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COOL regs issued

The U.S. Department of Agriculture issued its final regulations on country-of-origin labeling scheduled to take effect in September 2004. Included in the 203-page regulation was a cost/benefit analysis that estimated first year compliance costs at up to $3.9 billion for retailers, wholesalers, and producers with no quantifiable benefits.

The regulations stated that COOL is not a food safety law, but a consumer education law.

COOL opponents continued to press Congress for relief before making the investments needed to comply with the law. The House included in its USDA appropriations bill for FY 2004 language that would deny funding for implementation of the COOL program. But the Senate was unlikely to go along, given the strong support for COOL by minority leader Sen. Tom Daschle (D-SD). In early November, the Senate passed a sense of the Senate resolution to go forward with COOL. The 18 members of the Food Industry Trade Coalition sent a letter to senators alerting them to the unintended consequences of the COOL law and urging them to repeal the law in favor of voluntary labeling.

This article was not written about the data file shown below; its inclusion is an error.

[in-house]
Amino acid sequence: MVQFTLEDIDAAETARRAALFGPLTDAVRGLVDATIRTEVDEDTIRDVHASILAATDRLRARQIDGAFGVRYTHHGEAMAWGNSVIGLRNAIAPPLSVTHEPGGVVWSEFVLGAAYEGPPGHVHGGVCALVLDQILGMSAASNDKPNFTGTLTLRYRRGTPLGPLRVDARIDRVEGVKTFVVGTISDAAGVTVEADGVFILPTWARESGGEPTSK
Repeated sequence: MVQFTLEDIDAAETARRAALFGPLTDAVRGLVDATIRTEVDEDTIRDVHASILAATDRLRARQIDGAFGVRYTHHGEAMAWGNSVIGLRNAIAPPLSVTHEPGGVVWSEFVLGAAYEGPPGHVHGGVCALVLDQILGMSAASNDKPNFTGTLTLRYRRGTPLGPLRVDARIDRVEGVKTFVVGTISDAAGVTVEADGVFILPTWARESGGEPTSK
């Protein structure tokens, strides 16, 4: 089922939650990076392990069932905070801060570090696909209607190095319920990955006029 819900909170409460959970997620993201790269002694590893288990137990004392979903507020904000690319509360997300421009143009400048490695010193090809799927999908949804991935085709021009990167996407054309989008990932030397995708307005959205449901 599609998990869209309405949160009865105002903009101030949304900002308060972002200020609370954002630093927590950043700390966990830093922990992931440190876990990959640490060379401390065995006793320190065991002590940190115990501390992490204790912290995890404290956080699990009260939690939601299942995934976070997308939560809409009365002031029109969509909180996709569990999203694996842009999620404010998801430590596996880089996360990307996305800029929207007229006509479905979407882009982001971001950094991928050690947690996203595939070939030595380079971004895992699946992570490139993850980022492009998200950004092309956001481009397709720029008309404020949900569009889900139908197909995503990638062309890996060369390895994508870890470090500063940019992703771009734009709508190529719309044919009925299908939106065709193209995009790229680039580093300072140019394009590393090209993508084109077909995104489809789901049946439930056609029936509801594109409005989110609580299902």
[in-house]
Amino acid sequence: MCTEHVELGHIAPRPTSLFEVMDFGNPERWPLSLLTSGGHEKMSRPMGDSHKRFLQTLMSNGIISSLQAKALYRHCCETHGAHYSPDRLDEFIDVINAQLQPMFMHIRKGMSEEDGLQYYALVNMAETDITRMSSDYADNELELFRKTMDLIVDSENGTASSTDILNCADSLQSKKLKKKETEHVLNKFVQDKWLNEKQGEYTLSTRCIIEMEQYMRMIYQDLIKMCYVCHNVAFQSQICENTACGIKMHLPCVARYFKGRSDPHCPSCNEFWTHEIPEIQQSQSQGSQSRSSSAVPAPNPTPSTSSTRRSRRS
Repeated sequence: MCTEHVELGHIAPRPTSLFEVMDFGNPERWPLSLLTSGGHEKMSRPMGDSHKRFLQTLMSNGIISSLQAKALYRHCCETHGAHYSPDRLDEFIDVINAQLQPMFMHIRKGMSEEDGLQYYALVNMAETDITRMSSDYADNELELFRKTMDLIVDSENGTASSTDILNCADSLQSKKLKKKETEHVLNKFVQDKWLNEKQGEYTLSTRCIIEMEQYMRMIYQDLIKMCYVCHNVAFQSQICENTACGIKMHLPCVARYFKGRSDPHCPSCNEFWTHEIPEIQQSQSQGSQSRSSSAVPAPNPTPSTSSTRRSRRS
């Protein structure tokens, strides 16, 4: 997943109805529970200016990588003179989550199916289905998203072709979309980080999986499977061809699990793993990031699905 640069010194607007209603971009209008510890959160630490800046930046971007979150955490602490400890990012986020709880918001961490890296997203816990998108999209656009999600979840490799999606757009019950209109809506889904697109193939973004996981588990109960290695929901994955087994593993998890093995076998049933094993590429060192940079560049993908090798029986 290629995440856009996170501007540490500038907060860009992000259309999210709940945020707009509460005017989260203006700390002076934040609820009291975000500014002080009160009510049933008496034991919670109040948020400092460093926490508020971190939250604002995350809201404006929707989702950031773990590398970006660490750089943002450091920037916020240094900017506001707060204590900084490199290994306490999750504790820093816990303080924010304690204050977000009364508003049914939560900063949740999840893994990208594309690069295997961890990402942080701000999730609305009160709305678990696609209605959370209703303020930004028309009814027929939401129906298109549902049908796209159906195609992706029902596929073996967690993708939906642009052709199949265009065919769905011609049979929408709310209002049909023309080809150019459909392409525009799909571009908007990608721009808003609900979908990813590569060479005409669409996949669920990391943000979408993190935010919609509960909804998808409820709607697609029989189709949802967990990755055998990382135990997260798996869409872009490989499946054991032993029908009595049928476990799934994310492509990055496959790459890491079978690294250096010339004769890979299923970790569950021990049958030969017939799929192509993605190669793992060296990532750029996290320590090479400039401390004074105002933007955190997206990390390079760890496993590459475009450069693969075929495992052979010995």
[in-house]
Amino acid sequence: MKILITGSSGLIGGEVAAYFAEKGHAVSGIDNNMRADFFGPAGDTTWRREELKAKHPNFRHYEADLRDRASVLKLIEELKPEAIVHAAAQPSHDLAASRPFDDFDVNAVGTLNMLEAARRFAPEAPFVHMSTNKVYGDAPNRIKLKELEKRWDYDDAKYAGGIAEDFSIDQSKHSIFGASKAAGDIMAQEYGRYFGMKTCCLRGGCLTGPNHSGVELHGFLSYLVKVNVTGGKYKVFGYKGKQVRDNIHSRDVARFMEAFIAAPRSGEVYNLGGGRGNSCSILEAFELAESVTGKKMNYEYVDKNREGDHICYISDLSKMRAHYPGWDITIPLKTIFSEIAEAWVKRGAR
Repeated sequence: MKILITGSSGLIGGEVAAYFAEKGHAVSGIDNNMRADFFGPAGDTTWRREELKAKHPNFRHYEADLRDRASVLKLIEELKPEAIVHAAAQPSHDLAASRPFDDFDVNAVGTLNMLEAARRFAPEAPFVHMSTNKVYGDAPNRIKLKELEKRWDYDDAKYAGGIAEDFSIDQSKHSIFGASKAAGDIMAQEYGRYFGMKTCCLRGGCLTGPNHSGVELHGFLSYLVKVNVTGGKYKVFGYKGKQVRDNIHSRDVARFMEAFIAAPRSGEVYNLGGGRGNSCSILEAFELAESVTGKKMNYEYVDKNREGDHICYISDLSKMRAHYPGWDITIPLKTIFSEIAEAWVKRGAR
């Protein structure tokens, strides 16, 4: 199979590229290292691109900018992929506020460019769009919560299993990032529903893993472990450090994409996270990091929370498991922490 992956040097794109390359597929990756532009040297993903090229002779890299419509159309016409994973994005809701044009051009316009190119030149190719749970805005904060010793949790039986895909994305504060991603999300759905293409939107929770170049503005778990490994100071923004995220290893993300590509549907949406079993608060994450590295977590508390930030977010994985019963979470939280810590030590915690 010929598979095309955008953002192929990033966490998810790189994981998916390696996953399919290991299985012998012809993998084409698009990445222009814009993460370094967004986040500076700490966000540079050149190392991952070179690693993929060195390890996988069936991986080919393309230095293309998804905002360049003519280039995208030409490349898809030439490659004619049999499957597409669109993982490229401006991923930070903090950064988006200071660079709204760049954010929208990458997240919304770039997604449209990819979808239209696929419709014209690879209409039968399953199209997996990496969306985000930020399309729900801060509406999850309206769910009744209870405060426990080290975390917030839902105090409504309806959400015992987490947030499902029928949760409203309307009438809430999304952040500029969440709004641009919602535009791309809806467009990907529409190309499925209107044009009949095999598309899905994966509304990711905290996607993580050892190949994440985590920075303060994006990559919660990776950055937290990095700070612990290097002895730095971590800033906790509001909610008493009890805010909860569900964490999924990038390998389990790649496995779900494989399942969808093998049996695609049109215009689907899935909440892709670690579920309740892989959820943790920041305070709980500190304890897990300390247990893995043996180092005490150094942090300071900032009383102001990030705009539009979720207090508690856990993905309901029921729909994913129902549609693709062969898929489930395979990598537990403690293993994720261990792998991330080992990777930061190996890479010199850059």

There were signs that producers who had initially pressed for COOL were rethinking their positions in light of the costs involved. An October 2003 survey sponsored by the Food Marketing Institute found that 62% of the nation’s meat, vegetable, and fruit producers opposes the COOL law in its current form and wants Congress to change or repeal it before it goes into effect.

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